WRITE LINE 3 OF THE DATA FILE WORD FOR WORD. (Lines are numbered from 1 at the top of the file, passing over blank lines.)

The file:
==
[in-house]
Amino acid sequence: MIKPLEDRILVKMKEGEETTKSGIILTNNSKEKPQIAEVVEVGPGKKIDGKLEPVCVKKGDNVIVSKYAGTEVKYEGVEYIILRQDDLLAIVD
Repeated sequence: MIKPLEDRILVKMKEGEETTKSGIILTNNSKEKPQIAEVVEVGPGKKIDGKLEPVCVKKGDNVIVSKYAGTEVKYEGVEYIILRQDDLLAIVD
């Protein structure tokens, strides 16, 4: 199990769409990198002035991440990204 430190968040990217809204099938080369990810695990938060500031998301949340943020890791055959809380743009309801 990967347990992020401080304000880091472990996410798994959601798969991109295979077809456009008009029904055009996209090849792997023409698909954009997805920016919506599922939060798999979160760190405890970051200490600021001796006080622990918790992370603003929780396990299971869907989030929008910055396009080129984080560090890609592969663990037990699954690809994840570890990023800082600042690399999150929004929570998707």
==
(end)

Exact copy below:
Repeated sequence: MIKPLEDRILVKMKEGEETTKSGIILTNNSKEKPQIAEVVEVGPGKKIDGKLEPVCVKKGDNVIVSKYAGTEVKYEGVEYIILRQDDLLAIVD